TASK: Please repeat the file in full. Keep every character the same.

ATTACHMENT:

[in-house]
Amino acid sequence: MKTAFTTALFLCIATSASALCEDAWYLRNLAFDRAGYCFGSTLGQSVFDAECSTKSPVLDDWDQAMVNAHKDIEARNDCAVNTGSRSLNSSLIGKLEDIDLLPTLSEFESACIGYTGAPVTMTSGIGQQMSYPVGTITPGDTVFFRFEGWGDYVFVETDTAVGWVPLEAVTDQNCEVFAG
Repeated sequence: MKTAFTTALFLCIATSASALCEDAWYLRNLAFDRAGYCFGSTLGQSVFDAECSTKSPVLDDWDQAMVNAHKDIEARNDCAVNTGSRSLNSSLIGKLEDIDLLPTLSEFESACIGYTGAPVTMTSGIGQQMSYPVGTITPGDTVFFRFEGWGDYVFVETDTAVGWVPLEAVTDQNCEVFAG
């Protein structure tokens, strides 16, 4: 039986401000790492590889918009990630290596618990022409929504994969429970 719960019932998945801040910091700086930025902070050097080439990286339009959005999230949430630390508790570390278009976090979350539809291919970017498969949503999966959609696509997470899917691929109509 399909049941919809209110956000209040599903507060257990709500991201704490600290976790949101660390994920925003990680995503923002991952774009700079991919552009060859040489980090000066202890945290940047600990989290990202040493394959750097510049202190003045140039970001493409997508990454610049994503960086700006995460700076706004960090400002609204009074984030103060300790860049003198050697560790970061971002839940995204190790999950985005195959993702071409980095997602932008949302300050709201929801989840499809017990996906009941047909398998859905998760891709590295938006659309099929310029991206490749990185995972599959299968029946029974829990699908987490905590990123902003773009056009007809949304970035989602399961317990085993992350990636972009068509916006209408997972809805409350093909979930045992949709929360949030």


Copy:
[in-house]
Amino acid sequence: MKTAFTTALFLCIATSASALCEDAWYLRNLAFDRAGYCFGSTLGQSVFDAECSTKSPVLDDWDQAMVNAHKDIEARNDCAVNTGSRSLNSSLIGKLEDIDLLPTLSEFESACIGYTGAPVTMTSGIGQQMSYPVGTITPGDTVFFRFEGWGDYVFVETDTAVGWVPLEAVTDQNCEVFAG
Repeated sequence: MKTAFTTALFLCIATSASALCEDAWYLRNLAFDRAGYCFGSTLGQSVFDAECSTKSPVLDDWDQAMVNAHKDIEARNDCAVNTGSRSLNSSLIGKLEDIDLLPTLSEFESACIGYTGAPVTMTSGIGQQMSYPVGTITPGDTVFFRFEGWGDYVFVETDTAVGWVPLEAVTDQNCEVFAG
């Protein structure tokens, strides 16, 4: 039986401000790492590889918009990630290596618990022409929504994969429970 719960019932998945801040910091700086930025902070050097080439990286339009959005999230949430630390508790570390278009976090979350539809291919970017498969949503999966959609696509997470899917691929109509 399909049941919809209110956000209040599903507060257990709500991201704490600290976790949101660390994920925003990680995503923002991952774009700079991919552009060859040489980090000066202890945290940047600990989290990202040493394959750097510049202190003045140039970001493409997508990454610049994503960086700006995460700076706004960090400002609204009074984030103060300790860049003198050697560790970061971002839940995204190790999950985005195959993702071409980095997602932008949302300050709201929801989840499809017990996906009941047909398998859905998760891709590295938006659309099929310029991206490749990185995972599959299968029946029974829990699908987490905590990123902003773009056009007809949304970035989602399961317990085993992350990636972009068509916006209408997972809805409350093909979930045992949709929360949030």